- Federal Register Final Rule: Responsibility of Applicants for Promoting Objectivity in Research
- NIH’s Financial Conflict of Interest Info
- NIH’s Frequently Asked Questions on FCOI in Research
Responsible Conduct of Research
Responsible Conduct of Research (RCR) includes those professional activities that make up a research career, which are coming under increased regulatory scrutiny. As defined by federal agencies, RCR encompasses the following nine areas:
- research misconduct
- human participants
- research involving animals
- mentor/trainee responsibilities
- data acquisition, management, sharing and ownership
- publication practices and responsible authorship
- peer review
- collaborative science
- conflict of interest
RCR is the practice of scientific investigation with integrity; it involves awareness and application of established professional norms and ethical principles in the performance of all activities related to scientific research.
RCR training is required for any students (graduate, undergraduate and postdoctoral) supported by National Science Foundation grants and programs. The National Institutes of Health also requires training for students, trainees, fellows and others who receive support through NIH training awards, career development awards and research education grants. If you are involved in a project receiving funds from NSF or NIH that meets the requirements, the Office of Research Administration will contact you to go over your responsibilities. For more information on what specific NIH mechanisms require RCR training, and how to meet the requirements, please contact the Office of Research Administration.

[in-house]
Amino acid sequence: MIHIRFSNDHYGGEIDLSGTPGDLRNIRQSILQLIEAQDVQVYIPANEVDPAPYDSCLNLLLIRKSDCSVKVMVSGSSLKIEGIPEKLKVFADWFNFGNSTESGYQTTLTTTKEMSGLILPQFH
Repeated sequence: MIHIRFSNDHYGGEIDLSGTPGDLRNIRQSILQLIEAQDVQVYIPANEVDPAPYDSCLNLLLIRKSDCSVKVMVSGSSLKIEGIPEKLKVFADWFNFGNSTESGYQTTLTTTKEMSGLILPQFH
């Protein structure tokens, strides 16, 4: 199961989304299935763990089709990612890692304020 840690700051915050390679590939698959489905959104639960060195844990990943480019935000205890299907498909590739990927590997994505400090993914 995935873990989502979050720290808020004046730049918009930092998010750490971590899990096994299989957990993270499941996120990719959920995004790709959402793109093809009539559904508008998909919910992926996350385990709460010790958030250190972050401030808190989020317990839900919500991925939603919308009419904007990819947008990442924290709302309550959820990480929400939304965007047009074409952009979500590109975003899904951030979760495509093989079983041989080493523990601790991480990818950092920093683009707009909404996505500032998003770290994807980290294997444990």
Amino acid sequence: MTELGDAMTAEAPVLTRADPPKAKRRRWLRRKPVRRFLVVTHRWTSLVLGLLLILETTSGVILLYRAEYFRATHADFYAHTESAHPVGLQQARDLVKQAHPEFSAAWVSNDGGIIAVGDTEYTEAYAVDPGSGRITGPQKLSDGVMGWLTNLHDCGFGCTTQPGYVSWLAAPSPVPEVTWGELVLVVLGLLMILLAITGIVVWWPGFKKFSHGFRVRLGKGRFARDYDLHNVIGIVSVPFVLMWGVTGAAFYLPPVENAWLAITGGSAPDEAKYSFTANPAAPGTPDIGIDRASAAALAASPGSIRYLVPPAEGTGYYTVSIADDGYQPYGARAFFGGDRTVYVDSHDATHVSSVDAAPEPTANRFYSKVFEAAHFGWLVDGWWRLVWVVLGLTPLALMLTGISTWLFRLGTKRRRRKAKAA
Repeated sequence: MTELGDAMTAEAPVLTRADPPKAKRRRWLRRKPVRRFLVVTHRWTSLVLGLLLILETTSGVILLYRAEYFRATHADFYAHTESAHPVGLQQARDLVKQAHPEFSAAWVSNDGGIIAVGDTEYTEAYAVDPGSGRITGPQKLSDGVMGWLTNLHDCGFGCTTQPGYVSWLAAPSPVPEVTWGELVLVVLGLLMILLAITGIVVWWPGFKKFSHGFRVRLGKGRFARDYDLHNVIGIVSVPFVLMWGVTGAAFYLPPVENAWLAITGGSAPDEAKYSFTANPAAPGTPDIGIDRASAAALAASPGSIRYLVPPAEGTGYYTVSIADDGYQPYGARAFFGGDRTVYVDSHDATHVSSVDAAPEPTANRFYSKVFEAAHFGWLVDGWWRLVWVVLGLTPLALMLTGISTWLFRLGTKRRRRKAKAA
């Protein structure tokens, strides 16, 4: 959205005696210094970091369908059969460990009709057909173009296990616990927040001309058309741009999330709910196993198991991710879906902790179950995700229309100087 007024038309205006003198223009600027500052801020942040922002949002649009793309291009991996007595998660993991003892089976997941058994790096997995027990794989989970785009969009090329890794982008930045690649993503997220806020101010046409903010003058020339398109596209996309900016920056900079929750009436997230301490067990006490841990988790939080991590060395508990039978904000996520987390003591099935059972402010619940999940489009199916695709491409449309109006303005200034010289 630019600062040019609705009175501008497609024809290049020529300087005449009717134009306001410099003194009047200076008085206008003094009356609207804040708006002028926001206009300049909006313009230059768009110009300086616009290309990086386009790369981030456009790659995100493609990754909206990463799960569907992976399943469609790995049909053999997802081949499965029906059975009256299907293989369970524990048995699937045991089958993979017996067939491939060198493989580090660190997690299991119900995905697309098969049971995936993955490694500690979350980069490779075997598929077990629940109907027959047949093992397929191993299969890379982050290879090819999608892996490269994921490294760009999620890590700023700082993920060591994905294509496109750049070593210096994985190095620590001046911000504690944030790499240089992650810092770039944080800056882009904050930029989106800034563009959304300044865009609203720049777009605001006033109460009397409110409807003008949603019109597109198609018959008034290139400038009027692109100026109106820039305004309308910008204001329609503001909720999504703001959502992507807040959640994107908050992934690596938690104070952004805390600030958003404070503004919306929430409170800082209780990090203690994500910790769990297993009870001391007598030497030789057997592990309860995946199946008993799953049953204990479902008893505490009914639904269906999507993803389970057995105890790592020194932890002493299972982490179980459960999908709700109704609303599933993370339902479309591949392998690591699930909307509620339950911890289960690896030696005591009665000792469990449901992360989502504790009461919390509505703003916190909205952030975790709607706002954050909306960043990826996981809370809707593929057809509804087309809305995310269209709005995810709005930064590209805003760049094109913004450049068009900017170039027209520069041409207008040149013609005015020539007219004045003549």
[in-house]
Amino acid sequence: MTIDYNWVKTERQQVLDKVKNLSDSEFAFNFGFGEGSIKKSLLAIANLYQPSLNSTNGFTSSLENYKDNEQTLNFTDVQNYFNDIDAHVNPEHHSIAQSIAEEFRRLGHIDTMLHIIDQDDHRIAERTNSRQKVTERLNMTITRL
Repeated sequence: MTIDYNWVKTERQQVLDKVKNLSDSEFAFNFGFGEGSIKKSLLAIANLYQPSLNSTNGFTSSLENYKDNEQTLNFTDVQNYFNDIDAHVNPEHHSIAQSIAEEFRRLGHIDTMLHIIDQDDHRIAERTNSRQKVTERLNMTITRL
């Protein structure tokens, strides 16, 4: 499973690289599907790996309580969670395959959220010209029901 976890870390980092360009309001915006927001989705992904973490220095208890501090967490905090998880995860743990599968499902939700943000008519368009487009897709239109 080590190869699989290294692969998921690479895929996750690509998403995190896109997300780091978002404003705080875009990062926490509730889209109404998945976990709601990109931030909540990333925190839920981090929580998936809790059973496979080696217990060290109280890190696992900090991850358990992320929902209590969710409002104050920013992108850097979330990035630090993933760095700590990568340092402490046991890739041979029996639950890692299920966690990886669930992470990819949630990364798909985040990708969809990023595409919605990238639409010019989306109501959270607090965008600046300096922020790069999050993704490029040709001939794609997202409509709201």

VCOM has contracted with the Collaborative Institutional Training Initiative (CITI) to provide an online RCR training program that covers the core principles of Responsible Conduct of Research. The NIH also requires additional face-to-face training such as classroom instruction, one-on-one sessions with a mentor, case studies and other training programs as deemed appropriate by the principal investigator or associate dean.
To take the training, go to the CITI webpage and log in. If you do not have an account, click the register button and enter Edward Via College of Osteopathic Medicine, and then continue to enter all required information. Once you have registered, please click on “Add a course or update learner groups.” Question 6 covers the RCR courses; please pick the course that most closely matches your area of research: Biomedical or Social and Behavioral. You must complete all modules within a course and receive a passing grade of 80% overall. Note that you do not have to complete the entire course in one sitting.
If you are required to complete the RCR training per NSF or NIH guidelines, you must have your training completed prior to the start of the NSF or NIH project. Any individual who does not complete the RCR course prior to that time, will be removed from the award and will not be reinstated until the training is complete. Any trainee on an NIH award who does not complete the RCR course will not be able to start their project until the training is complete.
Federal Application Resources
- Grants.gov home page
- NIH Grants Process Overview
- NIH Sample Applications and Summary Statements
- Catalog of Federal Domestic Assistance
- NIH SF424R&R Application Information
- NIH eRA Commons
NIH Investigator-Initiated Grants
Parent announcements are available for most research mechanisms including R01, R03, R21, R15 and R/U13. Please visit the NIH Parent Announcement Website for the most up to date FOA numbers.